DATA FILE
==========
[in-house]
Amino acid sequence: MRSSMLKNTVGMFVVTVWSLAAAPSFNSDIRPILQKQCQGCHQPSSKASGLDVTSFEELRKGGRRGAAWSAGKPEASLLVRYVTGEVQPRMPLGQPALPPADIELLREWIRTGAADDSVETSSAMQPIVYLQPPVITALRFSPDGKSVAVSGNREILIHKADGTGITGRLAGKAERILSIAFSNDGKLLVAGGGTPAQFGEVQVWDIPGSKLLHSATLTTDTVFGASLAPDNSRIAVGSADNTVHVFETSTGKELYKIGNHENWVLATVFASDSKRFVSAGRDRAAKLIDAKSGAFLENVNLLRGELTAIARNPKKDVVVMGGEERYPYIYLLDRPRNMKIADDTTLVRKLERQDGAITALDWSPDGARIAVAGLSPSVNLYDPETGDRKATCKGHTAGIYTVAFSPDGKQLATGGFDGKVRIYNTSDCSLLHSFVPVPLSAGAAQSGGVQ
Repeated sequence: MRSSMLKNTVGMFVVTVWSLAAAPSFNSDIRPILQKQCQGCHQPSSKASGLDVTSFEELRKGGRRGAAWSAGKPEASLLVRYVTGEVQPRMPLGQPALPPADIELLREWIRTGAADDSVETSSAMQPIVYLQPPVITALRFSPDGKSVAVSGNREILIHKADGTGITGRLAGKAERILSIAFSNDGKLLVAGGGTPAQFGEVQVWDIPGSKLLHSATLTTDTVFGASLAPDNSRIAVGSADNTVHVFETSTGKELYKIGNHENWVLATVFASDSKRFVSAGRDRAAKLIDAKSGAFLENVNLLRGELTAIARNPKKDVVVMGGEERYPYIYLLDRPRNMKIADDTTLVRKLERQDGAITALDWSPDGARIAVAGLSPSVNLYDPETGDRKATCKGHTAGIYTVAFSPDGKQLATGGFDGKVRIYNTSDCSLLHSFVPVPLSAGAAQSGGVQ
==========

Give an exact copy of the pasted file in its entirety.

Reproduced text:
[in-house]
Amino acid sequence: MRSSMLKNTVGMFVVTVWSLAAAPSFNSDIRPILQKQCQGCHQPSSKASGLDVTSFEELRKGGRRGAAWSAGKPEASLLVRYVTGEVQPRMPLGQPALPPADIELLREWIRTGAADDSVETSSAMQPIVYLQPPVITALRFSPDGKSVAVSGNREILIHKADGTGITGRLAGKAERILSIAFSNDGKLLVAGGGTPAQFGEVQVWDIPGSKLLHSATLTTDTVFGASLAPDNSRIAVGSADNTVHVFETSTGKELYKIGNHENWVLATVFASDSKRFVSAGRDRAAKLIDAKSGAFLENVNLLRGELTAIARNPKKDVVVMGGEERYPYIYLLDRPRNMKIADDTTLVRKLERQDGAITALDWSPDGARIAVAGLSPSVNLYDPETGDRKATCKGHTAGIYTVAFSPDGKQLATGGFDGKVRIYNTSDCSLLHSFVPVPLSAGAAQSGGVQ
Repeated sequence: MRSSMLKNTVGMFVVTVWSLAAAPSFNSDIRPILQKQCQGCHQPSSKASGLDVTSFEELRKGGRRGAAWSAGKPEASLLVRYVTGEVQPRMPLGQPALPPADIELLREWIRTGAADDSVETSSAMQPIVYLQPPVITALRFSPDGKSVAVSGNREILIHKADGTGITGRLAGKAERILSIAFSNDGKLLVAGGGTPAQFGEVQVWDIPGSKLLHSATLTTDTVFGASLAPDNSRIAVGSADNTVHVFETSTGKELYKIGNHENWVLATVFASDSKRFVSAGRDRAAKLIDAKSGAFLENVNLLRGELTAIARNPKKDVVVMGGEERYPYIYLLDRPRNMKIADDTTLVRKLERQDGAITALDWSPDGARIAVAGLSPSVNLYDPETGDRKATCKGHTAGIYTVAFSPDGKQLATGGFDGKVRIYNTSDCSLLHSFVPVPLSAGAAQSGGVQ